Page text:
Cabanas del Sol on the International grounds offered us a two-level “suite” with green or pink cement blocks dividing the rooms.
There was a kitchen as pictured above and I was pretending to get us some drinks of water, yup, water, from the gaping maw of our full sized empty fridge. Back then, there were no chips and cola and beer that hotels now offer in most rooms. There were no plush towels or bathrobes, no room service either. The decor matched the room: minimalist in design and in colour.
All meals and entertainment were available at the International. Most days, the offerings were the same: fried green tomatoes, chicken or fish.
In the seventies, we didn’t know about all the possible little niceties that holiday packages now offer tourists going south.
While we were in the lounge one night, we befriended Cuban dancers getting ready for the weekly entertainment. These were not the young faces of today’s resort entertainment.
Dancers were in their thirties to late forties. All were from Cuba. Tony and Julia (not a couple) invited us to their homes in Varadero for a meal the next night. It was party atmosphere that greeted us behind the closed door in their drab apartment building. They gave us a different perspective of the way Cubans mistrusted other Cubans, of living a life in secrecy, always aware of prying eyes, and of spies wherever they went.
All told, we were quite content with our choice; in fact, we recommended the same trip to friends and they too, booked a beach holiday in Cuba in 1980. It is with this same couple that we will soon leave for our stay in Havana.
And now I look back and see how young we were. Our whole lives were ahead of us. That same year, we started our family and then we bought our first home. So this was to be our last trip south for many years to come. We wouldn't return to Cuba until 2004, when our children were all grown.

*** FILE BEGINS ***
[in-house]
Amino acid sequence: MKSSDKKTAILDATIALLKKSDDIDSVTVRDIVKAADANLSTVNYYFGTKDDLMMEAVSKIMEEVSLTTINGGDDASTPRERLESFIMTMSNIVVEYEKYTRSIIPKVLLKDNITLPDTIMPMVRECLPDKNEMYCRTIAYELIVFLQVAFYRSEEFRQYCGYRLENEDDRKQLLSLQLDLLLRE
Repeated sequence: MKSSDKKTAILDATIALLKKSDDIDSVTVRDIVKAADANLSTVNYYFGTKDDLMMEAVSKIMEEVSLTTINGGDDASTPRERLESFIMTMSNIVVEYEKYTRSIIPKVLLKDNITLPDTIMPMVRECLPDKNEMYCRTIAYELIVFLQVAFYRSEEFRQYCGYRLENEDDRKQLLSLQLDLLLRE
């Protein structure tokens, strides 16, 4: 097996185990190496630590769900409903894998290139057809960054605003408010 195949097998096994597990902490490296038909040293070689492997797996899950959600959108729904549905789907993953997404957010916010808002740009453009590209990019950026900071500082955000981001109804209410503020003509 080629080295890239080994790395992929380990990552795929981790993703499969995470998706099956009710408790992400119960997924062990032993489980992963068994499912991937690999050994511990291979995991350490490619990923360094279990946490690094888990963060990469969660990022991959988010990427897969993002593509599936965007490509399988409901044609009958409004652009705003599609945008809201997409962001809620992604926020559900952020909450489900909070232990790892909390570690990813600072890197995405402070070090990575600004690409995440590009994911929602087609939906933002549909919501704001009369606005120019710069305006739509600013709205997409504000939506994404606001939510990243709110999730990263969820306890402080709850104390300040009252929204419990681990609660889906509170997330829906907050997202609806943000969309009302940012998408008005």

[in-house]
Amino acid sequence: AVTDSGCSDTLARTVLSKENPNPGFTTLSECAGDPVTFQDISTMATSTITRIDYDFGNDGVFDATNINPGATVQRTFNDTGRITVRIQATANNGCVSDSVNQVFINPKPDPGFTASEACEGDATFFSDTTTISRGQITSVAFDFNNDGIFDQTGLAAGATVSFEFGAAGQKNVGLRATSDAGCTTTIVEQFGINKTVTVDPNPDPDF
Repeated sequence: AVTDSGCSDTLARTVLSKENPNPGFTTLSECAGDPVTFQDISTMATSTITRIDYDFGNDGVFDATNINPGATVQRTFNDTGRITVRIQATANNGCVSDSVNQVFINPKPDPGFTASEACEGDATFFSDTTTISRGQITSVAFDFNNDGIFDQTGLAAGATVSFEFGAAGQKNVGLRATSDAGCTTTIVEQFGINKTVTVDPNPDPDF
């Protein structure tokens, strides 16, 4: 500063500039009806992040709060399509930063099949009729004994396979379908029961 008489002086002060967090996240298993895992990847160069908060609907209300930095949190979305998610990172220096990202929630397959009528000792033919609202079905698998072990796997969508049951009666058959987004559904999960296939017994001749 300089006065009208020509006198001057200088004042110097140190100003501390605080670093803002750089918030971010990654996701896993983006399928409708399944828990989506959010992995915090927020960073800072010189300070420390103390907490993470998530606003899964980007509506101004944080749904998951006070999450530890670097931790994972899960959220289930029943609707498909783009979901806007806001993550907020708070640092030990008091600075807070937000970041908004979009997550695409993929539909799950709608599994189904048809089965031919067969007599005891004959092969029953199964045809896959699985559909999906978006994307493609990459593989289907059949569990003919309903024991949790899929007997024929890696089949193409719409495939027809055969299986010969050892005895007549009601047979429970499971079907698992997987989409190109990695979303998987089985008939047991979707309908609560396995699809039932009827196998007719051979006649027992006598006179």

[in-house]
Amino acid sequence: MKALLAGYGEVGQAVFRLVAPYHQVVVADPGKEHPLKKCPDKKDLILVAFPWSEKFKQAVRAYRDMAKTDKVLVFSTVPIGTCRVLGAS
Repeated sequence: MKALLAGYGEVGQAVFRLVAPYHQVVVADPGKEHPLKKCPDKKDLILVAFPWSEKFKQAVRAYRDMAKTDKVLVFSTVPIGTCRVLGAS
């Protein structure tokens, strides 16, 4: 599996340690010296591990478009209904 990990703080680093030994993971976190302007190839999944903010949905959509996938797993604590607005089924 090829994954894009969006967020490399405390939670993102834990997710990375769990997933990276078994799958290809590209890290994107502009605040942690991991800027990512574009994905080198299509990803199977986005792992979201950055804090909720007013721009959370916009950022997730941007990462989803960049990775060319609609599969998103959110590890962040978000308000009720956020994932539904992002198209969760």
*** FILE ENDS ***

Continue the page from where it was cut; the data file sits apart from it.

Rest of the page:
Here we were, 25 years later, in Havana for a short visit. This was the entertainment at lunch in a small restaurant.
What a difference this visit was to our first one.
By 2004, Varadero was THE destination for a sunny getaway from the cold Canadian winter.
There were thousands of tourists all along the beach in Varadero…and no Russian soldiers. Luxurious hotels dotted the landscape as far as the eye could see. Beach bars offered refreshments other than the coconut water I was drinking above (it was early morning, what can I say?). The pool bars were well stocked with all types of beverages.
At the Sol Palmeras, a huge property where we stayed in 2004, it was possible to book a day trip to Havana. The sightseeing tour brought us to visit highlights of the capital, but it was a whirlwind visit.
No more kitchen chairs on the beach. In fact, hotels had pools and palapas and music and all the entertainment which is now expected by most tourists.
This time however, there will be no rush to follow a group and we will be able to linger or return to the places that are of interest as we will be staying at the Parque Central, centrally located in downtown Havana.
I hope to sit in a courtyard such as this one and perhaps get some sketching done. A nice cold beer will surely be appreciated too!
I am catching the trade winds in my sails one more time.